• B. Ass’n of San Francisco, Ethics Op. 2014-1 (2014) (stating that while lawyers may respond to an online review, the duty of confidentiality still prevents any disclosure of confidential information without the client’s consent)
  • Pa. B. Ass’n, Formal Op. 2014-200 (2014) (lawyer’s response to negative online must be proportional & constrained, and  must not reveal confidential information absent client consent. Negative review doesn’t trigger self-defense exception in Rule 1.6)
  • N.Y. St. B. Ass’n, Op. 1032 (2014) (lawyer may not disclose confidential client information solely to respond to former client’s criticism of the lawyer posted on a lawyer-rating website)
  • New Hampshire Bar Association Ethics Committee, NH Bar News, February 2014 (Lawyer may make limited response, but not so detailed as to divulge confidential information).
  • Los Angeles County B. Ass’n, Ethics Op. No. 525 (2012) (lawyer may publicly respond to comments published by a former client if (1) no confidential information is disclosed, (2) the response does not injure the former client in any matter involving the prior representation, and (3) the response is proportionate and restrained)

Question 5

Name the iconic musician/songwriter whose lyrics are cited more often in U.S. judicial opinions than any other musician.  Chief Justice Roberts and former Justice Scalia are among the scores of judges who have cited to the songwriter.

I never got into him, but found it to be an interesting bit of trivia. The answer is Bob Dylan.  The ABA Journal has it in this post.

Red Sox

Monday Morning Answers: #64

Friday’s questions are HERE.  The answers follow the Honor Roll.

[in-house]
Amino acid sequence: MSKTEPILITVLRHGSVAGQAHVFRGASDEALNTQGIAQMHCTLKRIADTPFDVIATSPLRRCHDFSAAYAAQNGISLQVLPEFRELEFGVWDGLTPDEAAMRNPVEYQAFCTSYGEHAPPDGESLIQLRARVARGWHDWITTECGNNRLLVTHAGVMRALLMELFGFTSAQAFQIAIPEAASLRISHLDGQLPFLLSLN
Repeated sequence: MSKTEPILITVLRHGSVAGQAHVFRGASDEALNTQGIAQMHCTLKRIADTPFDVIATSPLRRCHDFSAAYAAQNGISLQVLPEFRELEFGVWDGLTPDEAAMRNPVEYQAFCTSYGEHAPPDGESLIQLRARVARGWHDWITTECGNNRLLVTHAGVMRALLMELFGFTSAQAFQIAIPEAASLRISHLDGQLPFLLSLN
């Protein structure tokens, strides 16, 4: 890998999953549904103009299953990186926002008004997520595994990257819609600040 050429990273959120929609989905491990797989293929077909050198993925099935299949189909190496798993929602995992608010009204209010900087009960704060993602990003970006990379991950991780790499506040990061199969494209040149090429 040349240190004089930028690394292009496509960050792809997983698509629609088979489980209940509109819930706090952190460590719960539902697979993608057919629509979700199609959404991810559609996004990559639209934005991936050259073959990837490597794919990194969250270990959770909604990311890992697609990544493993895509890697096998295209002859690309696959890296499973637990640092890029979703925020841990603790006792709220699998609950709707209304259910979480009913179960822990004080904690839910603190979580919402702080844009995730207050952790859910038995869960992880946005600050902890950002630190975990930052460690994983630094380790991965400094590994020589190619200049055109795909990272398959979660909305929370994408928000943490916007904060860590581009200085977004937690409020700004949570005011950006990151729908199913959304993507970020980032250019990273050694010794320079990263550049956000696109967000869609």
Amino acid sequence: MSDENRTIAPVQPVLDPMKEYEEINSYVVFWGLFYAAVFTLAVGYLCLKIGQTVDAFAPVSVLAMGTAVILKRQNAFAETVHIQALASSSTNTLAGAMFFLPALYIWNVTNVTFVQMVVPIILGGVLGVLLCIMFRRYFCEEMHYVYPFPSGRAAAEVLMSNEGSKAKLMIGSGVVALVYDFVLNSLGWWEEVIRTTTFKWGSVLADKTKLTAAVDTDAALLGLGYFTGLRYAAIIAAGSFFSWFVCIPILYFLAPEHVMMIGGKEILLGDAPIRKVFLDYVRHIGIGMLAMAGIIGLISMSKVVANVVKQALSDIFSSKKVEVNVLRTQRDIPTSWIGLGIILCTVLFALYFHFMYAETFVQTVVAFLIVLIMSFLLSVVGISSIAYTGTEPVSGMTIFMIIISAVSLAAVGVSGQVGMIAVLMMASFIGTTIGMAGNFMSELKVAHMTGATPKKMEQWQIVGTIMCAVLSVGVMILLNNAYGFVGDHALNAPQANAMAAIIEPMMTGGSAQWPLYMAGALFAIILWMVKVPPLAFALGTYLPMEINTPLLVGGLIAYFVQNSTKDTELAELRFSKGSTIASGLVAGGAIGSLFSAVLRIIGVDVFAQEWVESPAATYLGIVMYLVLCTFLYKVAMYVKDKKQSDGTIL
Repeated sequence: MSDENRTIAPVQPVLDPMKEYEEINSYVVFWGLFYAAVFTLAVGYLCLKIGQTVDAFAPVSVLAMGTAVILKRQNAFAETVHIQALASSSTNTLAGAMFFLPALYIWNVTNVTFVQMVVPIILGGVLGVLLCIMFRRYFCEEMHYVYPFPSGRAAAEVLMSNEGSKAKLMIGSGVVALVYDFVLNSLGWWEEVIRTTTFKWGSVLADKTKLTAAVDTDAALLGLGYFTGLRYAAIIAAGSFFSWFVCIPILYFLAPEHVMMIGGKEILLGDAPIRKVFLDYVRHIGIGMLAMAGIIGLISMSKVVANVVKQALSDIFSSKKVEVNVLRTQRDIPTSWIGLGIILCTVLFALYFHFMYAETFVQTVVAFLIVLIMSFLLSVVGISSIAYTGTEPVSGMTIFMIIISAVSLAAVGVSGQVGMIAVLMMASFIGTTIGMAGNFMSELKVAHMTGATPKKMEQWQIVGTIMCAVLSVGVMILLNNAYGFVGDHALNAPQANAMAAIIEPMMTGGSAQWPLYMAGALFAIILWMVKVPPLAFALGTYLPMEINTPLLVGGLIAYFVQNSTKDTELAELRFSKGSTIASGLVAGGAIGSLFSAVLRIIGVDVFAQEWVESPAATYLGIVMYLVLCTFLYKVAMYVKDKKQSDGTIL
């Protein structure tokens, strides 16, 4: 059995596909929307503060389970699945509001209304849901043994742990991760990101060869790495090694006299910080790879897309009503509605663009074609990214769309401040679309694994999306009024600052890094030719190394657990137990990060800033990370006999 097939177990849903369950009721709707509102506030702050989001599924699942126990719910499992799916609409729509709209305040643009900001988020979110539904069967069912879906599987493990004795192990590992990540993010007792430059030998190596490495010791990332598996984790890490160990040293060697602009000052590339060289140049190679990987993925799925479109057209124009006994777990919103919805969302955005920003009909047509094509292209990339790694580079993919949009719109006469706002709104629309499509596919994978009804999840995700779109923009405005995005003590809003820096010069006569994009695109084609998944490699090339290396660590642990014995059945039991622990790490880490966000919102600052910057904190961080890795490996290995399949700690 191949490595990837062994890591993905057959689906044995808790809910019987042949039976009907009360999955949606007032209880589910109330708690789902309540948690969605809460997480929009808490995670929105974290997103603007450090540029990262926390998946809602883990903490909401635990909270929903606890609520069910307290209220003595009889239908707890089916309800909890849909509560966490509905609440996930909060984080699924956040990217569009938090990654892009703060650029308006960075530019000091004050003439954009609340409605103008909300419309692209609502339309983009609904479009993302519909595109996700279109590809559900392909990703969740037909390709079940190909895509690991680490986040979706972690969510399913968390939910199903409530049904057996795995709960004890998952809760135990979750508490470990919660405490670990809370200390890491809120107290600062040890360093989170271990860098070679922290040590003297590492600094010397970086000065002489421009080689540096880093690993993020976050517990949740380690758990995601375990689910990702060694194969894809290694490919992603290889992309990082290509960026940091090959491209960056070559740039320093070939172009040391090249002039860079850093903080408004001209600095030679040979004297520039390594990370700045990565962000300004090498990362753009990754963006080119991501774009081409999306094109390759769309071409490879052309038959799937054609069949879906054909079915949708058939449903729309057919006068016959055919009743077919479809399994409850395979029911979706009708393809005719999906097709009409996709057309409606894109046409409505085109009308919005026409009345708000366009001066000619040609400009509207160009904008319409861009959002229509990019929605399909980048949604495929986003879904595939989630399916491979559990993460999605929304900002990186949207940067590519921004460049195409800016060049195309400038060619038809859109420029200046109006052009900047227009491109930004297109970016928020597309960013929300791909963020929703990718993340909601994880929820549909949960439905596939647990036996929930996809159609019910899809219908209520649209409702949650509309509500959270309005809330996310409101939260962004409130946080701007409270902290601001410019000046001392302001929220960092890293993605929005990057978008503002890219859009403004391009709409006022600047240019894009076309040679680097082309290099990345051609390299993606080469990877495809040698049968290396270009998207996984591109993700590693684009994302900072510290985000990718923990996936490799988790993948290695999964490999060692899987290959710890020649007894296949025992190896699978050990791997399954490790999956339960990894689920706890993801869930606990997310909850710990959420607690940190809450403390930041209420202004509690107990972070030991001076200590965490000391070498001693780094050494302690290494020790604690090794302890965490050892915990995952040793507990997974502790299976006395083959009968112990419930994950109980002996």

Honor Roll


Question 1

Attorney called with an inquiry.  I listened, then said:

“Good question.  Here’s what it comes down to: your duty is to take reasonable precautions to protect the information from unauthorized disclosure. I’ll send you a few blog posts I’ve written on what ‘reasonable precautions’ are.”

Most likely, Attorney called to discuss:

  • A.  Cloud Storage/Cloud-Based Practice Management Systems.  See, this blog post.
  • B.  A disciplinary complaint that is under investigation
  • C.  A disciplinary complaint that has resulted in formal charges
  • D.. Electronically Stored Information that was inadvertently produced in discovery and that opposing counsel is trying to “claw back”

Question 2

Lawyer works for X.  Lawyer recently accepted a new job with a new employer. Next week, Lawyer will leave X to work for Y.

Y represents a client whose interests are materially adverse to a client who Lawyer represented while working at X.   The two matters are substantially related to each other. Lawyer has a conflict.

The rules will not impute Lawyer’s conflict to other attorneys at Y.  Rather, the rules will allow Y to screen Lawyer.

Which is most likely?

  • A.  X or Y is a government agency.    See, Rule 1.11(d), Comment [2].  The rules allow for screening when a lawyer moves to or from government practice.
  • B.  X and Y are private law firms.
      • B is not correct.  Nothing in the question suggests that both X and Y must be private firms.
  • C.  X represents a former employee of a corporation